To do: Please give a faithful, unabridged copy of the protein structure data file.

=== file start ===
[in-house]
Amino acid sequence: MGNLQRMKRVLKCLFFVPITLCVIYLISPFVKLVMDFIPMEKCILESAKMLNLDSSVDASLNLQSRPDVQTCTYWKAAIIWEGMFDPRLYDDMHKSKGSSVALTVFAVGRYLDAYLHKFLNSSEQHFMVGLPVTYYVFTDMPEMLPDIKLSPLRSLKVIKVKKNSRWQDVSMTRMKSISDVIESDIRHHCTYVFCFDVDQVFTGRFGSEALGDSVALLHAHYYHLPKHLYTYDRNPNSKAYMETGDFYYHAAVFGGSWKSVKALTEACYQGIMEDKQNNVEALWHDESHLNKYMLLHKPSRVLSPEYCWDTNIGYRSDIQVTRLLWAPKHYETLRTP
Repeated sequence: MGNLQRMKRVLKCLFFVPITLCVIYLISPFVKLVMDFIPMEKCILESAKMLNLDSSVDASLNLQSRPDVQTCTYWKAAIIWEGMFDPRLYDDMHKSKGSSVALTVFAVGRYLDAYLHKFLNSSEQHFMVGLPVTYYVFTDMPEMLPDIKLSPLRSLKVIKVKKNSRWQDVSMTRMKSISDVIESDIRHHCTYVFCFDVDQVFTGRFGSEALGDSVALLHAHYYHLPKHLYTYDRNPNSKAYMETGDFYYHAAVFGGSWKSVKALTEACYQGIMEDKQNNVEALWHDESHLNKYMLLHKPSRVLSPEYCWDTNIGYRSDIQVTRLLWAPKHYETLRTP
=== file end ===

[in-house]
Amino acid sequence: MGNLQRMKRVLKCLFFVPITLCVIYLISPFVKLVMDFIPMEKCILESAKMLNLDSSVDASLNLQSRPDVQTCTYWKAAIIWEGMFDPRLYDDMHKSKGSSVALTVFAVGRYLDAYLHKFLNSSEQHFMVGLPVTYYVFTDMPEMLPDIKLSPLRSLKVIKVKKNSRWQDVSMTRMKSISDVIESDIRHHCTYVFCFDVDQVFTGRFGSEALGDSVALLHAHYYHLPKHLYTYDRNPNSKAYMETGDFYYHAAVFGGSWKSVKALTEACYQGIMEDKQNNVEALWHDESHLNKYMLLHKPSRVLSPEYCWDTNIGYRSDIQVTRLLWAPKHYETLRTP
Repeated sequence: MGNLQRMKRVLKCLFFVPITLCVIYLISPFVKLVMDFIPMEKCILESAKMLNLDSSVDASLNLQSRPDVQTCTYWKAAIIWEGMFDPRLYDDMHKSKGSSVALTVFAVGRYLDAYLHKFLNSSEQHFMVGLPVTYYVFTDMPEMLPDIKLSPLRSLKVIKVKKNSRWQDVSMTRMKSISDVIESDIRHHCTYVFCFDVDQVFTGRFGSEALGDSVALLHAHYYHLPKHLYTYDRNPNSKAYMETGDFYYHAAVFGGSWKSVKALTEACYQGIMEDKQNNVEALWHDESHLNKYMLLHKPSRVLSPEYCWDTNIGYRSDIQVTRLLWAPKHYETLRTP